It is also apparent that the municipal securities business has changed dramatically over the last few years. The industry has consolidated and a small number of large firms account for the majority of public finance business. The top five underwriters accounted for over 50 percent, by par amount, of primary offerings in 2010 and 2011. [3] The top 10 underwriters accounted for over 70 percent of the underwritings, by par amount, in 2010 and 2011, and the top 200 accounted for almost 100 percent of the underwritings, by par amount, in 2010 and 2011. According to data gathered by the MSRB, the top 10 dealers executed approximately 55 percent of all municipal securities transactions reported to the MSRB in 2010 and 2011. The top 50 dealers executed approximately 80 percent of all such transactions in 2010 and 2011, and the top 200 dealers executed approximately 96 percent of all such transactions. By par amount, the top 200 dealers executed approximately 98 percent of all municipal securities transactions reported to the MSRB in 2010 and 2011. The remaining approximately 1,600 firms are less active in the municipal securities market, engage solely in the sale of interests in 529 College Savings Plans, or effect municipal securities transactions primarily as an accommodation to their customers. Generally, these firms are not engaged in financial advisory activities or municipal securities underwriting, research, or trading. They, therefore, do not pose systemic risk to the market in these areas.

With input from the MSRB, consistent with Section 15B(b)(4) of the Exchange Act, FINRA is enhancing its risk assessment approach to rank dealers by certain risk factors, as well as by size and scope of business, to determine their examination cycle frequencies, which under the proposed rule change would range from one to four years, rather than every two years as currently prescribed by Rule G-16. It is anticipated that, based on the analysis of the various identified risks and related factors, those firms that represent higher risks, as well as firms that pose a systemic threat based on the scope and scale of their underlying municipal securities activities, would be examined on an annual basis. Other firms would be examined less frequently, every two to four years, depending on the risk ranking and size of their municipal securities business and the firm's overall business model. At a minimum, all firms would be examined at least once every four calendar years. Cycle examination frequencies for dealers would be re-assessed at least on an annual basis. FINRA would continue to conduct off-site surveillance of municipal securities activity and “cause” examinations as needed. “Cause” examinations are event-driven and typically initiated as a result of customer complaints, regulatory tips, and other information sources identified by FINRA via its regulatory oversight process.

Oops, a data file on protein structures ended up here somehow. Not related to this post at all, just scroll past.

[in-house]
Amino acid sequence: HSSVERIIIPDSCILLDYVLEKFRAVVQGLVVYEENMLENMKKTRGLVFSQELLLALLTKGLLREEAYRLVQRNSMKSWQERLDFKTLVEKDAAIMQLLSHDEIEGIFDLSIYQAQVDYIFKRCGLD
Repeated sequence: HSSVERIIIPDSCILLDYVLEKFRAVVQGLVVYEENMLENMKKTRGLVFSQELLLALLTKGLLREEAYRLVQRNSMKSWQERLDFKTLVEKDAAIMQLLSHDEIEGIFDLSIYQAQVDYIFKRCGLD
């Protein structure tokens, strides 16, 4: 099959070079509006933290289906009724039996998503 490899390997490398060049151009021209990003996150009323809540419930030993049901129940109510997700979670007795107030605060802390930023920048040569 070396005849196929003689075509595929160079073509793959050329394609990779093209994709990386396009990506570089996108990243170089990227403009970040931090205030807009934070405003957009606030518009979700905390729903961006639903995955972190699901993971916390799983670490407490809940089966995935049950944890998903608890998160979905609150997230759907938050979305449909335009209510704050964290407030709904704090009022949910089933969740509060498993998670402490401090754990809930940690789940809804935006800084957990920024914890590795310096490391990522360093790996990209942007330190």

The MSRB believes that using quantitative and qualitative criteria to rank dealers by appropriately identified risk measures and size no less frequently than on an annual basis provides better protection for investors, municipal entities, and other market participants, since FINRA's resources will be focused on those firms that pose the greatest risk to investors, municipal entities and the market. Such firms will be subject to in-depth examinations tailored to the specific municipal securities activities they conduct.

Finally, the MSRB has proposed a rule change requiring dealers that are FINRA members to retain certain records for four years, rather than for three years, under Rule G-9 in order to ensure that the records are available at Start Printed Page 67505those firms that are examined every four calendar years.

2. Statutory Basis